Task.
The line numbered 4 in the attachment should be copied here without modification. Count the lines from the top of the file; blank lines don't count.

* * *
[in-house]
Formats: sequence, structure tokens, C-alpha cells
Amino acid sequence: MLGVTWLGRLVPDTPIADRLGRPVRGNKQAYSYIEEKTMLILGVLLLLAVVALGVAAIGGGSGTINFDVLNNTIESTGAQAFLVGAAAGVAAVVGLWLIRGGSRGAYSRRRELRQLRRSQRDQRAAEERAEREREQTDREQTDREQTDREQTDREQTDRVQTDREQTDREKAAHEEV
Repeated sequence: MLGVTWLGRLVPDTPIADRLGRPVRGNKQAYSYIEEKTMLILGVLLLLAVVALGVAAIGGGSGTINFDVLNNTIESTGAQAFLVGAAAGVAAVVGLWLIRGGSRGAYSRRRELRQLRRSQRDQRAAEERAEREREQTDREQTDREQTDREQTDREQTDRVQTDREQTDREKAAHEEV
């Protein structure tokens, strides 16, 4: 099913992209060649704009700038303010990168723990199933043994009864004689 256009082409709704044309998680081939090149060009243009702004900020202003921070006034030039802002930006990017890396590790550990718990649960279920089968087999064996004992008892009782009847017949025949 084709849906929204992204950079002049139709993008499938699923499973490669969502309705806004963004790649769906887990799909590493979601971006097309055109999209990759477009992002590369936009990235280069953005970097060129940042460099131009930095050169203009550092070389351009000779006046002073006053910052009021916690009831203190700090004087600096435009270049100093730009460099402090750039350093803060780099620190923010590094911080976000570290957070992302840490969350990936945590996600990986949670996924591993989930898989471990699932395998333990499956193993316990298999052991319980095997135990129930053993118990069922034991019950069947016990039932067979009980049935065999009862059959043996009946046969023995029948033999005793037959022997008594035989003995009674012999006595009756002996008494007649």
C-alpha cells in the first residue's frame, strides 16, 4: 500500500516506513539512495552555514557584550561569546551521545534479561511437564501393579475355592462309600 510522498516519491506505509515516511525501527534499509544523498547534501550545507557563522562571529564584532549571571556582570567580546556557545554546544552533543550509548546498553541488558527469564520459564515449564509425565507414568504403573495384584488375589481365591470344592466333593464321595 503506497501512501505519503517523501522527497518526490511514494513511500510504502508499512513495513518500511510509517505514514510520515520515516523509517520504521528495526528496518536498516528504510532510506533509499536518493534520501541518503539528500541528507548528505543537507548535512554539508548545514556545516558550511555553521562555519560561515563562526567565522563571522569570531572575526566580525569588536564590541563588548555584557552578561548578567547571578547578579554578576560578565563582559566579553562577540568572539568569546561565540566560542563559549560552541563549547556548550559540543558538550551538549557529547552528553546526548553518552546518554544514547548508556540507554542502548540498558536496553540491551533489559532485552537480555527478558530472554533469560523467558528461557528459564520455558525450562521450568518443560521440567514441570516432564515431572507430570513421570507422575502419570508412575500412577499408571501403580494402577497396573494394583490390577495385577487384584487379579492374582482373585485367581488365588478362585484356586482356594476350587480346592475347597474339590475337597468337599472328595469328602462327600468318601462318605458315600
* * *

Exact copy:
Repeated sequence: MLGVTWLGRLVPDTPIADRLGRPVRGNKQAYSYIEEKTMLILGVLLLLAVVALGVAAIGGGSGTINFDVLNNTIESTGAQAFLVGAAAGVAAVVGLWLIRGGSRGAYSRRRELRQLRRSQRDQRAAEERAEREREQTDREQTDREQTDREQTDREQTDRVQTDREQTDREKAAHEEV